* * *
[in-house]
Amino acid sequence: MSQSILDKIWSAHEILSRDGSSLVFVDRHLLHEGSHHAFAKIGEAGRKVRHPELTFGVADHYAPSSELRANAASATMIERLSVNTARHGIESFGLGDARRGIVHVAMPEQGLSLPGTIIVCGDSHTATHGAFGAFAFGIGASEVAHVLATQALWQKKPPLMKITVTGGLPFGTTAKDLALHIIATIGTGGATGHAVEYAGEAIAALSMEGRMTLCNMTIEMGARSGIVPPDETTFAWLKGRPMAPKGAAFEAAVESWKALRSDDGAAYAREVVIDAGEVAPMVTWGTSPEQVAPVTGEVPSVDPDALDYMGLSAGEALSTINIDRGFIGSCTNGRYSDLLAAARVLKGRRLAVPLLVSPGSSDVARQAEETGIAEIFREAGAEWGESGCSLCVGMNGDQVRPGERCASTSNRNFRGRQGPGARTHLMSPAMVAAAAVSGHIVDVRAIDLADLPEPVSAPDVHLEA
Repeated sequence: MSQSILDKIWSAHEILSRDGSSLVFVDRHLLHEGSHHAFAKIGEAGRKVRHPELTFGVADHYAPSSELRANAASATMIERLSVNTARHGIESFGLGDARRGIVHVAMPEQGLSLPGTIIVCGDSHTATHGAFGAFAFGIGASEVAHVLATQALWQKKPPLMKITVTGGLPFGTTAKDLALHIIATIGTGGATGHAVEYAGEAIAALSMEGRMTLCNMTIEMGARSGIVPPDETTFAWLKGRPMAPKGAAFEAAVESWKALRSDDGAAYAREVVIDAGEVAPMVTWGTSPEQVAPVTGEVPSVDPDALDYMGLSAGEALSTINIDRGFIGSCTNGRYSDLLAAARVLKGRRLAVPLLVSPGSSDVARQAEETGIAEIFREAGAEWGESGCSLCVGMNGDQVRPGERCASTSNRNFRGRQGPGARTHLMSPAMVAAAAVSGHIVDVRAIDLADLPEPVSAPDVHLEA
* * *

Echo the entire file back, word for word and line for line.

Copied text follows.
[in-house]
Amino acid sequence: MSQSILDKIWSAHEILSRDGSSLVFVDRHLLHEGSHHAFAKIGEAGRKVRHPELTFGVADHYAPSSELRANAASATMIERLSVNTARHGIESFGLGDARRGIVHVAMPEQGLSLPGTIIVCGDSHTATHGAFGAFAFGIGASEVAHVLATQALWQKKPPLMKITVTGGLPFGTTAKDLALHIIATIGTGGATGHAVEYAGEAIAALSMEGRMTLCNMTIEMGARSGIVPPDETTFAWLKGRPMAPKGAAFEAAVESWKALRSDDGAAYAREVVIDAGEVAPMVTWGTSPEQVAPVTGEVPSVDPDALDYMGLSAGEALSTINIDRGFIGSCTNGRYSDLLAAARVLKGRRLAVPLLVSPGSSDVARQAEETGIAEIFREAGAEWGESGCSLCVGMNGDQVRPGERCASTSNRNFRGRQGPGARTHLMSPAMVAAAAVSGHIVDVRAIDLADLPEPVSAPDVHLEA
Repeated sequence: MSQSILDKIWSAHEILSRDGSSLVFVDRHLLHEGSHHAFAKIGEAGRKVRHPELTFGVADHYAPSSELRANAASATMIERLSVNTARHGIESFGLGDARRGIVHVAMPEQGLSLPGTIIVCGDSHTATHGAFGAFAFGIGASEVAHVLATQALWQKKPPLMKITVTGGLPFGTTAKDLALHIIATIGTGGATGHAVEYAGEAIAALSMEGRMTLCNMTIEMGARSGIVPPDETTFAWLKGRPMAPKGAAFEAAVESWKALRSDDGAAYAREVVIDAGEVAPMVTWGTSPEQVAPVTGEVPSVDPDALDYMGLSAGEALSTINIDRGFIGSCTNGRYSDLLAAARVLKGRRLAVPLLVSPGSSDVARQAEETGIAEIFREAGAEWGESGCSLCVGMNGDQVRPGERCASTSNRNFRGRQGPGARTHLMSPAMVAAAAVSGHIVDVRAIDLADLPEPVSAPDVHLEA